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Room for Recovery

Desperate times call for desperate measures, and when the economy sputtered in 2009, even the usually upbeat children’s show industry adopted the belt-tightening and soul-searching measures necessary to survive. As a result, managers and showroom reps are proud to point out that the creative enticements added to their lineups in the last few years led […]

Desperate times call for desperate measures, and when the economy sputtered in 2009, even the usually upbeat children’s show industry adopted the belt-tightening and soul-searching measures necessary to survive. As a result, managers and showroom reps are proud to point out that the creative enticements added to their lineups in the last few years led to more convenient, comfortable and exciting shows in 2010. And it seems like buyers and exhibitors are taking note.

“Early on, we quickly realized that times were changing and it may not be business as usual,” explained Sandra Martinez, owner of Los Angeles-based In Play Showroom and co-head of the Kids on 6 children’s rep group at the California Market Center. “So we sat down and strategized different ways to increase business, help our accounts and do what we could to remain steady in 2010. I am happy to announce we have done just that and a little more.”

Kids on 6 isn’t the only trade group reporting a notable increase in traffic this year. “In August we had an increase of 20 percent over 2009,” said Denise Raeside, show manager for KIDShow in Las Vegas. “In fact, 2010 was our best year ever,” she added. Buyers also welcomed new shows like Playtime New York—the U.S. edition of the Paris- and Tokyo-based children’s, juniors and maternity show—as well as Kidz at Stylemax, a new children’s section added to the Chicago Stylemax women’s apparel show.

The reason behind the sudden growth in the children’s trade show world? The slowly recovering economy undoubtedly played a part, as buyers who decreased buying in 2009 were finally ready to beef up their streamlined inventories. “People are working with more manageable, realistic inventory levels, but at some point people will start taking chances and building those inventory levels back because they will see an opportunity to make more money,” noted Robbin Wells, executive vice president of leasing for the Dallas Market Center. Martinez agreed, noting that buyers at recent shows seemed more confident. “I don’t know that business has turned around to pre-2009 levels, but retailers seem to have a better grip on what they need to do to survive.”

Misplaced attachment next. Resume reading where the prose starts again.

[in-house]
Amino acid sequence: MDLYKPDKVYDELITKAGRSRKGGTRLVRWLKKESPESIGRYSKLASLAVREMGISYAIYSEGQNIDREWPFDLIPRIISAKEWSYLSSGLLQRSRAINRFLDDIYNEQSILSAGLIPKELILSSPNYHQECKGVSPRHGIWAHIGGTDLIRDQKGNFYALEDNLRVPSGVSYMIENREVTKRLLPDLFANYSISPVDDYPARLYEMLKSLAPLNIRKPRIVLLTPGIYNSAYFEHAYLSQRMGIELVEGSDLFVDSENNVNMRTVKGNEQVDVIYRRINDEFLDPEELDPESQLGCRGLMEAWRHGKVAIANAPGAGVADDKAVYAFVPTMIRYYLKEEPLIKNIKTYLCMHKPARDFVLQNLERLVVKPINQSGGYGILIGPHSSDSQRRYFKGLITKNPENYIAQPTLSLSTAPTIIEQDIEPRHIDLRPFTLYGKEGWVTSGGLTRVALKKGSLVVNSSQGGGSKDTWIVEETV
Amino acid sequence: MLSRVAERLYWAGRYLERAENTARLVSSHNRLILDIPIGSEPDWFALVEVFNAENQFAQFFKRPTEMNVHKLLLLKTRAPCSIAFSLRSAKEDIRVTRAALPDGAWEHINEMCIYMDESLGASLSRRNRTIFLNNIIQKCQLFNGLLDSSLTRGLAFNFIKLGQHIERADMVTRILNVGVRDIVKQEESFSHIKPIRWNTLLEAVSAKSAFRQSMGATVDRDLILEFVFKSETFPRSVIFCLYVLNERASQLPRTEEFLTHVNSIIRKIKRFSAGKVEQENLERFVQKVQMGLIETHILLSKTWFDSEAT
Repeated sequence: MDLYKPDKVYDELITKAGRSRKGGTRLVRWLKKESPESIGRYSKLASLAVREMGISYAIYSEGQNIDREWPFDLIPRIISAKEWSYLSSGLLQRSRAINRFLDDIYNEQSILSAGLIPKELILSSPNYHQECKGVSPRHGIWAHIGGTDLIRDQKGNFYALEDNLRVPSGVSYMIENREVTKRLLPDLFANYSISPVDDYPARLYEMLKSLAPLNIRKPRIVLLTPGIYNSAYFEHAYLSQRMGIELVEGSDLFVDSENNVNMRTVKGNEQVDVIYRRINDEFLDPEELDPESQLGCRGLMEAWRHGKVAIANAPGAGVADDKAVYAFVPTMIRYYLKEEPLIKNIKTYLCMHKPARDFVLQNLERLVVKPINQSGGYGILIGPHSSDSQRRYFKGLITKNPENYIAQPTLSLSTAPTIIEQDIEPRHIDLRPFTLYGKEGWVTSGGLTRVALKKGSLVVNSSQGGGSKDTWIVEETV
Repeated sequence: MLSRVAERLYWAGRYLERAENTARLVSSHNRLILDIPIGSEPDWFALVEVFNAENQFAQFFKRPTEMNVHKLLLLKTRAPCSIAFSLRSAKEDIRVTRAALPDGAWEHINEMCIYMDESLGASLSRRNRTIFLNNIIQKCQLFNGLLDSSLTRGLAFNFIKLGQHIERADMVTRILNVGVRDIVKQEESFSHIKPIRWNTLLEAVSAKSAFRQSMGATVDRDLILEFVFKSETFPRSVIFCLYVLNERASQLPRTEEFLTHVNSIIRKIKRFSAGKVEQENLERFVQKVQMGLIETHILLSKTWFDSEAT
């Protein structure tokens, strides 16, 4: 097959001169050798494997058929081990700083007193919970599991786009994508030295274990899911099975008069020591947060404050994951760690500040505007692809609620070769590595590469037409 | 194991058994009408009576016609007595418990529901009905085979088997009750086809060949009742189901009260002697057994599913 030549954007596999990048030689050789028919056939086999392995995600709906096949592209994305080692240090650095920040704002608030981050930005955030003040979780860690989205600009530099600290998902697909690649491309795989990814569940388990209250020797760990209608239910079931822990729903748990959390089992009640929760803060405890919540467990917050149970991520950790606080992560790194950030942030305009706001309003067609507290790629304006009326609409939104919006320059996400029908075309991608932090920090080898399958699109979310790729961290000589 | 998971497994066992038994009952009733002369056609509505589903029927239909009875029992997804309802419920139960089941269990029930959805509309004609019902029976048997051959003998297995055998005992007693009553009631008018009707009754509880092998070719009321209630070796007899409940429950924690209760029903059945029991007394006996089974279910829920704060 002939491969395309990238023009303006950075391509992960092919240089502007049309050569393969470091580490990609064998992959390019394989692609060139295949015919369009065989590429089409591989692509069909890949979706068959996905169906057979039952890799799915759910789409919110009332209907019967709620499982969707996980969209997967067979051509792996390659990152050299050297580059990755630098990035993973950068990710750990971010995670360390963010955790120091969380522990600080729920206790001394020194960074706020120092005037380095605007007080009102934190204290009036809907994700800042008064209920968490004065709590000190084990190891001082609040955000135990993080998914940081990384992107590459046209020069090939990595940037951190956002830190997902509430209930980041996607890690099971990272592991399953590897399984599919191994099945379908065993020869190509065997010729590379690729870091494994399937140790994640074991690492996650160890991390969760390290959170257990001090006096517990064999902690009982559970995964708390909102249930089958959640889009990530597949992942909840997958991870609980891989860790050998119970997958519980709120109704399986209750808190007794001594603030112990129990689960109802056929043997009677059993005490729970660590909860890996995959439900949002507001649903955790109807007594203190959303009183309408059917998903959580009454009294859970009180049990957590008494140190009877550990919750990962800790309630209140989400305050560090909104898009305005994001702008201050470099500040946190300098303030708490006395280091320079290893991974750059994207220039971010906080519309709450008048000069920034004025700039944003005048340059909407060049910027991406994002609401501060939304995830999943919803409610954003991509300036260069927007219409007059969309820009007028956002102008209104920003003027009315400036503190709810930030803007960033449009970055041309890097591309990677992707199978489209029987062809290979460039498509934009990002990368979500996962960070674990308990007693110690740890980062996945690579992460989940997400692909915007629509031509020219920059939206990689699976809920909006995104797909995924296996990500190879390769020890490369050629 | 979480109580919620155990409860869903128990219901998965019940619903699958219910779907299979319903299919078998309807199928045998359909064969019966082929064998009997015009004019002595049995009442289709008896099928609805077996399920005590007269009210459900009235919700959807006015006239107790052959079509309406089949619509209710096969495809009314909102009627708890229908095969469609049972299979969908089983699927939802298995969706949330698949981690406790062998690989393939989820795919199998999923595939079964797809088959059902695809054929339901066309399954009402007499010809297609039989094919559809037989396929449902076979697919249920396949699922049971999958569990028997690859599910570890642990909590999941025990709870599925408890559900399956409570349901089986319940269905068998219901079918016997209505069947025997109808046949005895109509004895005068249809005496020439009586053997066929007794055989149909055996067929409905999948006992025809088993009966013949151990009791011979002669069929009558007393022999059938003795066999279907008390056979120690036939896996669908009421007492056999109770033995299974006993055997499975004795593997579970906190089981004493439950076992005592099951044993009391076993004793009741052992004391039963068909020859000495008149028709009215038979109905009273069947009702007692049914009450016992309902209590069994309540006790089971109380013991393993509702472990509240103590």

Retailers aren’t the only group with a handle on weathering tough times. Trade show managers and staff have upped the ante in recent years with loads of perks—such as free lunches, parking and giveaways—meant to entice budget-minded buyers and exhibitors to attend. “When there’s a crisis, you have to find a solution,” explained Sébastien de Hutten, director of Playtime. “What’s a solution? Offer things other people aren’t offering. We’re all going one level up.” For many trade shows, that meant expanding websites, changing dates or adding an even greater product mix—doing whatever is necessary to maximize convenience for cautious buyers. With their efforts paying off in 2010, trade show managers promise to continue to create compelling shows that will please retailers, reps and exhibitors in 2011. Here are a few key changes for the upcoming year.

Keep It Easy

In the era of online buying, making shows convenient and simple to navigate is essential to attracting busy retailers. And nowadays that means developing and maintaining websites that allow buyers to prepare pre-show. “Young professionals create a list of those exhibitors they want to visit prior to the event, making pre-show marketing a major factor in gaining awareness of the company’s products,” confirmed Cathy Breden, executive director of the Center for Exhibition Industry Research (see the “Bridging the Gap ” sidebar for more tips on appealing to young trade show attendees).

Playtime’s website, for example, allows users to search its database of exhibitors by category, and includes four product images for each brand, which companies can change at any time of the year. “Those lists are extremely consulted by buyers, because it’s easy to scout collections you’re interested in,” de Hutten noted. Also diving into the digital age is Kids on 6, which will soon be launching a new website, updated Facebook page, and expanded blogging and social media efforts. “The new website is geared toward buyers that need quick access to our Kids on 6 showrooms and the brands we carry,” explained Martinez. “The showrooms will be listed with full contact information and will have direct links to their websites, and buyers will be able to look up information and photos by showroom or by brand.” The site will also include shopping, travel and entertainment tips for downtown Los Angeles, giving attendees all of the necessary information at the click of a mouse.